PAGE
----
The 21st Annual Concours d'Élégance at Meadow Brook, a Dodge-money estate some 30 miles north of Detroit, almost was undone — literally — this year by a line squall that late the afternoon before moved swiftly across Michigan with an infernal wind at its cutting edge.
Chaos struck Detroit's northern suburbs, with trees down across electric lines, roofs and parked cars. At stately Meadow Brook, where organizers were setting up for the next day's exposition, tree tops banged down on campers, huge tents blew away, and, reportedly, a dozen collector cars were damaged. The golf course where the show cars would be displayed was littered with huge blown-off limbs.
Packards like the 1933 shown here were one of the honored marques at this year’s Meadow Brook concours.
It could have been far worse. On the adjoining Oakland University campus, student cars were assaulted by flying gravel from parking areas, busting out windows and pocking sheet metal.
Suppose these had been hundred-thousand-dollar-plus classics rather than the usual campus beaters? Suppose the storm had hit on the day of the show, with some 250 show cars exposed and thousands of car-lovers prowling the grounds, a half-mile shuttle from their own cars?
It's true Pebble Beach doesn't face such storms. Of course, the whole place could drop into the Pacific if the right shaker came along.
Fortunately, "the (Meadow Brook) show goes on." Portable generators were hustled in for needed power and clean-up crews worked miracles.
The twin focuses — foci, if anyone still knows Latin — were Packard and Bugatti, with a swarm of other collector car groups carefully committee-chosen. Cadillac and Continental Tire were principal sponsors, and the former took advantage of the event to unveil the 2000 DeVille, Cadillac's neatly downsized biggest seller.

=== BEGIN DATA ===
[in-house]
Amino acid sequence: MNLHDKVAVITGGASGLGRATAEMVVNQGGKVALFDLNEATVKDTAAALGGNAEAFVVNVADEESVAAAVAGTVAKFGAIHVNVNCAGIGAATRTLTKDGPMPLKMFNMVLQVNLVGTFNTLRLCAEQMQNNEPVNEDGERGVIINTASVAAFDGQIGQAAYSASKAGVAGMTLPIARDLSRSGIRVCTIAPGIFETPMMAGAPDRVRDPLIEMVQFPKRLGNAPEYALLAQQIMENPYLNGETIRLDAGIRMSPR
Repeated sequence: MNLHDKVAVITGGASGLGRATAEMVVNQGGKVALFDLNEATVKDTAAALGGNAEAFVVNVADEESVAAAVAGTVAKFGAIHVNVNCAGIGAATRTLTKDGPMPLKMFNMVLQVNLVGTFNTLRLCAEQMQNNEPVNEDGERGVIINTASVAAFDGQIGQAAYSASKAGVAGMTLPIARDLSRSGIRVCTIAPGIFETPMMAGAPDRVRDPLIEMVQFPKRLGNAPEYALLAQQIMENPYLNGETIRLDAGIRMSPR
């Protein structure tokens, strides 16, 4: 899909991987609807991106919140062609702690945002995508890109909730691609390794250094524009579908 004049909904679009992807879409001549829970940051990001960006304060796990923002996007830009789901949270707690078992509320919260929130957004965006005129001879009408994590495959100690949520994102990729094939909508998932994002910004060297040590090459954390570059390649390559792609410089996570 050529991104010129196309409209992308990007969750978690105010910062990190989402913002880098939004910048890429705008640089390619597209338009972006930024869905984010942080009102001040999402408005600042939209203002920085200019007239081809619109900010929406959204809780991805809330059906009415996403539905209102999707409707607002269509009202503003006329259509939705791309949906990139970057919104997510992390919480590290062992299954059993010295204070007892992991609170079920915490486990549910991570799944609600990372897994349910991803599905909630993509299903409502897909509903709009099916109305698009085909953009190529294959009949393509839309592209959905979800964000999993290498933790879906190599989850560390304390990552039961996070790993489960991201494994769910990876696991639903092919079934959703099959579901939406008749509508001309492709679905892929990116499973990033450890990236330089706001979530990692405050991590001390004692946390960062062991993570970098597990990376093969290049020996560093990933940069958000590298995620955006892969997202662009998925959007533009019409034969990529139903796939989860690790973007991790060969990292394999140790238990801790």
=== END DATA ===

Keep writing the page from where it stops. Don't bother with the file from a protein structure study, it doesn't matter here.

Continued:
Bugatti Type 57S
The Bugatti Type 57S – the second of Meadow Brook’s twin foci this year.
Beauty is always in the eye of the beholder, and every person has his or her favorite. Personally, I was quite taken with a tan '34 LaSalle coupe with fender skirts and suicide doors brought up by its owner from Dalton, Georgia.
The oldest car shown was an 1896 Roberts Electric, which unfortunately broke an axle on its way to the review stand, necessitating an approach in reverse! The roughest car was the purportedly unrestored, still mud-splattered, original round-the-world 1907 Thomas Flyer from the former Harrah's collection in Nevada.
General Motors opened its Tech Center stable to bring its three turbine-powered Firebird I, II and III research vehicles from the 1950s. It was the first time at least one of them had been started in some 40 years, and its jet engine whooshed and whined for an appreciative throng of aficionados.
Our profile collector from a recent column, Darrell Davis of DaimlerChrysler, had two of his 15 cars on display, a '54 turquoise Plymouth Belvedere convertible and an orange '71 Cuda 440 Six-Pack convertible.
Among the more interesting cars was the extremely rare '34 Ford "Edsel Speedster" custom roadster, faded red and unrestored. Owner Bill Warner of Jacksonville, Florida, recently acquired it from an elderly collector elsewhere in Florida, where it had been stored 20 years. He obtained it through his acquaintance with automotive historian/writer Mike Lamm, founder of Special-Interest Autos magazine.
I could go on and on about Delahayes, Darrins, hell, even Chevys and kiddie pedal cars. But I won’t — you'll just have to come see for yourself next year.
We’ll plan for sunny skies, too.
Originally published in TCC in August, 1999.